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The Heart of Leadership

It is impossible to consider the nature of our Lord Jesus’ leadership without the scope of its long lasting effect. Jesus imparted Himself in the lives of His followers in a way that ensured the plan of the Father would be fulfilled. David DeSilva supports this in his book (An Introduction to the New Testament: Contexts, Methods, and ministry Formations) with his observation: “After Jesus’ ascension his disciples, whom Luke describes as “eyewitnesses and servants of the word” (Lk 1:2 NRSV) and who were clearly not limited to the twelve (see Acts 1:15,21-23), proclaimed his death and resurrection, and sought to make disciples through passing on Jesus’ teachings and example. Sayings of Jesus, parables, stories of his confrontation with members of various groups all served this catechetical purpose (that is, the task of instructing and shaping disciples and communities of disciples). Stories about Jesus’ acts of healing and miracles both enhanced the community’s appreciation of Jesus’ authority to prescribe a way of life and opened them up to the possibilities of God’s power in their midst to heal and deliver.” This progression prioritizes impartation as a major factor in understanding Jesus’ leadership and its support of the over-arching purpose of God. The nature of our Lord’s leadership style was to duplicate Himself in respect to plan and purpose. Leadership can never stop with “me”. We must place our eyes upon the horizon of others. Deep down in the center of our motivation is the God given call to multiply. My prayer is that what God has done in me will be imparted to others and will make a difference for generations beyond my earthy journey. This is the heart of leadership.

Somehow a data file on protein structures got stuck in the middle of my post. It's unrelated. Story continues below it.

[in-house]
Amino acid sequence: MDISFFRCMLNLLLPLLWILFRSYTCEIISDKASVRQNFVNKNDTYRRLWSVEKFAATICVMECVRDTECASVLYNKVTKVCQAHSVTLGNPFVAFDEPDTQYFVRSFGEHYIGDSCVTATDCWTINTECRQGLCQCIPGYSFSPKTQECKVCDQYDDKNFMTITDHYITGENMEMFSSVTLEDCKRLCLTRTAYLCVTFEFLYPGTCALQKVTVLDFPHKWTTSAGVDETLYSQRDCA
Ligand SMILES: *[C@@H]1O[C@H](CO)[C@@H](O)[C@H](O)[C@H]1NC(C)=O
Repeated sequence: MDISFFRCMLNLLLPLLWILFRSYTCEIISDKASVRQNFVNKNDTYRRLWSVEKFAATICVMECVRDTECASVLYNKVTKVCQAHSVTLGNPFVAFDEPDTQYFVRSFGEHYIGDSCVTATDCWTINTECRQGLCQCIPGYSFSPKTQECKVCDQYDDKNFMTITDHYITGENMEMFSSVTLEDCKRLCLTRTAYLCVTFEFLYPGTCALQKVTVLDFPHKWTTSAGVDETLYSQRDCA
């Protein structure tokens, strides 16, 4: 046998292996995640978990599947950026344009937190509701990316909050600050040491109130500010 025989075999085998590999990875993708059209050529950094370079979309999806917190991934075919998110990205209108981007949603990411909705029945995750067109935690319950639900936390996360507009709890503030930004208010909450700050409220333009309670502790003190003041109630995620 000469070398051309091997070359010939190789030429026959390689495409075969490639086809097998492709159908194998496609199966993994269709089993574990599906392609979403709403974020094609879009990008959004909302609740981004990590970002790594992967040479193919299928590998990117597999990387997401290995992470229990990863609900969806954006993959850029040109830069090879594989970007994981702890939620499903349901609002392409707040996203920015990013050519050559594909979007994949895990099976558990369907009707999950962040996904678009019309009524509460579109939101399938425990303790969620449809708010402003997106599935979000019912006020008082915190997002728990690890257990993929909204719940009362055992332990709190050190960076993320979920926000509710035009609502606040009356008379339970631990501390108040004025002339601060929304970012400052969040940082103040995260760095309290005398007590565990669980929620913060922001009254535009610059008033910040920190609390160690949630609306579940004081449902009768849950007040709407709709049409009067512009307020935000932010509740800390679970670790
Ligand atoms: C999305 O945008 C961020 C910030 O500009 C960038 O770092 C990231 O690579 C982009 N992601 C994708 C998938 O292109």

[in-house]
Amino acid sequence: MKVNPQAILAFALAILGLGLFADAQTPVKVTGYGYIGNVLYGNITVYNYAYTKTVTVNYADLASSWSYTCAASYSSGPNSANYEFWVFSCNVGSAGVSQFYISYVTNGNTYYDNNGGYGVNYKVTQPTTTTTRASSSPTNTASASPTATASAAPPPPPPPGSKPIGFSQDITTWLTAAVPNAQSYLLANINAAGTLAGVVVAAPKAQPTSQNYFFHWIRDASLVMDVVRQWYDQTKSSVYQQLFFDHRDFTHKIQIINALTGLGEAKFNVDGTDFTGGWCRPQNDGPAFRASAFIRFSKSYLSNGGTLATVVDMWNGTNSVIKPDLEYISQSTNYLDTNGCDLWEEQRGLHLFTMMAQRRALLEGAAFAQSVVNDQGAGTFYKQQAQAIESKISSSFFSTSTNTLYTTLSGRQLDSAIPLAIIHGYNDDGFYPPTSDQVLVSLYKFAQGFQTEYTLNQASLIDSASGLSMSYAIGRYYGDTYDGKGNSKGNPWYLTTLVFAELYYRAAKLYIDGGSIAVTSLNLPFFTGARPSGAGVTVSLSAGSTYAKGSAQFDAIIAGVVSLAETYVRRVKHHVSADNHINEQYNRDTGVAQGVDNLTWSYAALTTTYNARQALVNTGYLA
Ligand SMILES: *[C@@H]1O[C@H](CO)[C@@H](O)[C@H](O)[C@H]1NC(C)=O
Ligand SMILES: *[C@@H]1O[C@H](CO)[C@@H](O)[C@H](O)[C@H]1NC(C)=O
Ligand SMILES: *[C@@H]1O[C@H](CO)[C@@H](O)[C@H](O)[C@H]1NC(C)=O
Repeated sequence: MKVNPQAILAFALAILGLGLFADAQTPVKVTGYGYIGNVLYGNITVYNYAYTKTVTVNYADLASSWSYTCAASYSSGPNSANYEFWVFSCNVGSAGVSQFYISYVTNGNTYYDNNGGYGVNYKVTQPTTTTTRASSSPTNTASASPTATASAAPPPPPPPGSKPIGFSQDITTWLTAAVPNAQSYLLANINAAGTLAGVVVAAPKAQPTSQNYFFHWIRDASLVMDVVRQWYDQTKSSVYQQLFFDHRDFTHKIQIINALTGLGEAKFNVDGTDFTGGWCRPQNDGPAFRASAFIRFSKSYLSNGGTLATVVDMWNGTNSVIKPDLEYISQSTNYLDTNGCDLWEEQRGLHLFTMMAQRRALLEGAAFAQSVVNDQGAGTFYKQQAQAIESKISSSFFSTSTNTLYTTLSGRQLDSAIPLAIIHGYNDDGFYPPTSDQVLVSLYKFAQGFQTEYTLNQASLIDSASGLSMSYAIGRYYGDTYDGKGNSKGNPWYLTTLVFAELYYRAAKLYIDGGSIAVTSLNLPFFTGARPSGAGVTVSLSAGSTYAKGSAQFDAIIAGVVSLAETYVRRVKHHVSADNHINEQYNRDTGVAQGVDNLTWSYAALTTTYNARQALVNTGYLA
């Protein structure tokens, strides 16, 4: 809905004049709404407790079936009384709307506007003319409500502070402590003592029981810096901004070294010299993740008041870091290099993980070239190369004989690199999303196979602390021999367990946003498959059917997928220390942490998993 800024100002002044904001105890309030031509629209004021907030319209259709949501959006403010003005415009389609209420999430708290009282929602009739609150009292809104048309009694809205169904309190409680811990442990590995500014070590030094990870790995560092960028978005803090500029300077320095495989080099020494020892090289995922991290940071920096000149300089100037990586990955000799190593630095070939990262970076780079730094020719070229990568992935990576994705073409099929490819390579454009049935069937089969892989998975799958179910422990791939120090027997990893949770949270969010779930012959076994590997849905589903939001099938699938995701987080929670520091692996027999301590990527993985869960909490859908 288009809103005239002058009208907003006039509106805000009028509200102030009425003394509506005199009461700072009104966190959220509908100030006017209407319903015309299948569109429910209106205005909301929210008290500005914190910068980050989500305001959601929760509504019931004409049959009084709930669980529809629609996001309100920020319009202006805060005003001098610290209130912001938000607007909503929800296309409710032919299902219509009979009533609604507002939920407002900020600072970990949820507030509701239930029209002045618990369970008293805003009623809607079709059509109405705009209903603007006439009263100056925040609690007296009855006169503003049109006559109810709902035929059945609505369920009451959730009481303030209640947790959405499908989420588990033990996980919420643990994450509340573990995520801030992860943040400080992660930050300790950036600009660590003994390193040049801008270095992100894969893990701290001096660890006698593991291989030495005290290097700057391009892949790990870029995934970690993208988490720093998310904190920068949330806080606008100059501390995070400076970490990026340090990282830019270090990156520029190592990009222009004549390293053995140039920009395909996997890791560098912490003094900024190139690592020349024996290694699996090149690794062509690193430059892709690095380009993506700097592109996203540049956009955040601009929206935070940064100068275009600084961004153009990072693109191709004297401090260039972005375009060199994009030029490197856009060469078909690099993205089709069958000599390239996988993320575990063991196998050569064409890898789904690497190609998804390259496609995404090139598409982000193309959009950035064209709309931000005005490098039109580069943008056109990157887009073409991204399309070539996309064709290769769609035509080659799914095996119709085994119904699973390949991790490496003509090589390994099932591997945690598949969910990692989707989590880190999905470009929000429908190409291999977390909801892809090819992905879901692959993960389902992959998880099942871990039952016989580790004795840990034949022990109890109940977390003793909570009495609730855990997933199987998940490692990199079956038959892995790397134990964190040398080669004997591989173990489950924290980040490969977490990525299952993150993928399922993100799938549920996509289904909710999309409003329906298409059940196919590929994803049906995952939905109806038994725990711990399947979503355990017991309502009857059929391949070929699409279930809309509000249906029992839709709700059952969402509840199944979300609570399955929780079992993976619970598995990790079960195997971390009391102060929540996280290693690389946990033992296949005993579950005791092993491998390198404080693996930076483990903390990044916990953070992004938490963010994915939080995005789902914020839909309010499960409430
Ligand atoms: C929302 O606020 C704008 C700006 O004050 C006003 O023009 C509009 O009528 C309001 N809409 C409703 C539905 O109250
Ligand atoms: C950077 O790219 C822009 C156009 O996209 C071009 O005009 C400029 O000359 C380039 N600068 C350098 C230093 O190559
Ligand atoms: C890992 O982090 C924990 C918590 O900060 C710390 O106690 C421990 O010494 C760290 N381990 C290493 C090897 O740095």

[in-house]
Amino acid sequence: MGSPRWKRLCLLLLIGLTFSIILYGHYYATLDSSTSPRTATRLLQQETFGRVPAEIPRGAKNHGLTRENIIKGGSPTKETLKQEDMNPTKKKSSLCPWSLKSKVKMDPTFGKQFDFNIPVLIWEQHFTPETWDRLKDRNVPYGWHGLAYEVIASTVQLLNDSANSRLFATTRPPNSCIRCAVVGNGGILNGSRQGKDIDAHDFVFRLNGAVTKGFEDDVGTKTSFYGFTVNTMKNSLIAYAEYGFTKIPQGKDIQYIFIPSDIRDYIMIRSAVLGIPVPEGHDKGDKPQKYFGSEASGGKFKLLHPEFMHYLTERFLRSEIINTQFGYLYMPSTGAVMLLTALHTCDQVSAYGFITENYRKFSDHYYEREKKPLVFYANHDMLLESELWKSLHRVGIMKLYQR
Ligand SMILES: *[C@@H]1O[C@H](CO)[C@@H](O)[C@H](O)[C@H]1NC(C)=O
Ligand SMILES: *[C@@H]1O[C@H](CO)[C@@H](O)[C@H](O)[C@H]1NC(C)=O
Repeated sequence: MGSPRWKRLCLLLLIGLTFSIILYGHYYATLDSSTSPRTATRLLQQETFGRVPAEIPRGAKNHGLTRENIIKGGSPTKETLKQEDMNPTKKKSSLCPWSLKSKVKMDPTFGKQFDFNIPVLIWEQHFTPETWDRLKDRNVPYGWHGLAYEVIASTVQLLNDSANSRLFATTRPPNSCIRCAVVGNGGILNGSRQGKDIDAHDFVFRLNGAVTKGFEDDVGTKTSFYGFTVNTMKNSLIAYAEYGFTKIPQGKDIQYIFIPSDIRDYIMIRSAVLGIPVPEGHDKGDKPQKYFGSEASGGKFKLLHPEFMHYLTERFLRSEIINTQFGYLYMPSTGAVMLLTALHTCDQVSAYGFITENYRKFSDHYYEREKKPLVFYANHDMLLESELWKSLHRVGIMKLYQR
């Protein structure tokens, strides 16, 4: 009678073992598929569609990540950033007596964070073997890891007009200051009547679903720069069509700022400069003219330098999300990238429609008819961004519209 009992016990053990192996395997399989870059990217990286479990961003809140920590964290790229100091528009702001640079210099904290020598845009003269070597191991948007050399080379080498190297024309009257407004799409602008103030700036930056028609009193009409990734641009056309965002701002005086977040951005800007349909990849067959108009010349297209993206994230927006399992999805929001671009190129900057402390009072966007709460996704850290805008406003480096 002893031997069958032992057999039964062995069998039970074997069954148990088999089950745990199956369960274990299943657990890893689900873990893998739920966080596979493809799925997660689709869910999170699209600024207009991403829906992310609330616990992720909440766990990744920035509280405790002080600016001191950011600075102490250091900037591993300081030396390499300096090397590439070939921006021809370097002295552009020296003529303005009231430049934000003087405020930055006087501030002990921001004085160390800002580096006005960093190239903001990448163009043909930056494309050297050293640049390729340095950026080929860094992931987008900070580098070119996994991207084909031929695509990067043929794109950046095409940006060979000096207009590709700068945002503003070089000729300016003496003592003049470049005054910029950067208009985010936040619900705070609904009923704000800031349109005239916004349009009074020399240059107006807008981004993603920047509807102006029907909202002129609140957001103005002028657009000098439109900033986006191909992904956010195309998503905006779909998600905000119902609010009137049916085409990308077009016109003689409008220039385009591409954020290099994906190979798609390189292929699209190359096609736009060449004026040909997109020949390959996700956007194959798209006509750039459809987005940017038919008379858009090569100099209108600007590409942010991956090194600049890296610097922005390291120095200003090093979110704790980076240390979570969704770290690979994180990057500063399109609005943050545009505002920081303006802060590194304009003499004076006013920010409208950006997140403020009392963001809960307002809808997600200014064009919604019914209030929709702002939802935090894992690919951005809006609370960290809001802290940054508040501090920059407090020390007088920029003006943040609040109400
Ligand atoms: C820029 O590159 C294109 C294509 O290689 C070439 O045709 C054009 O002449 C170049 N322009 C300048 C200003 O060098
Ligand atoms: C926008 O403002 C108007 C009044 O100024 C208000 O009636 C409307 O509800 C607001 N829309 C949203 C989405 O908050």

DeSilva, David A. (2004). An Introduction to the New Testament: Contexts, Methods, and ministry Formations. Downers Grove, IL: Inter Varsity Press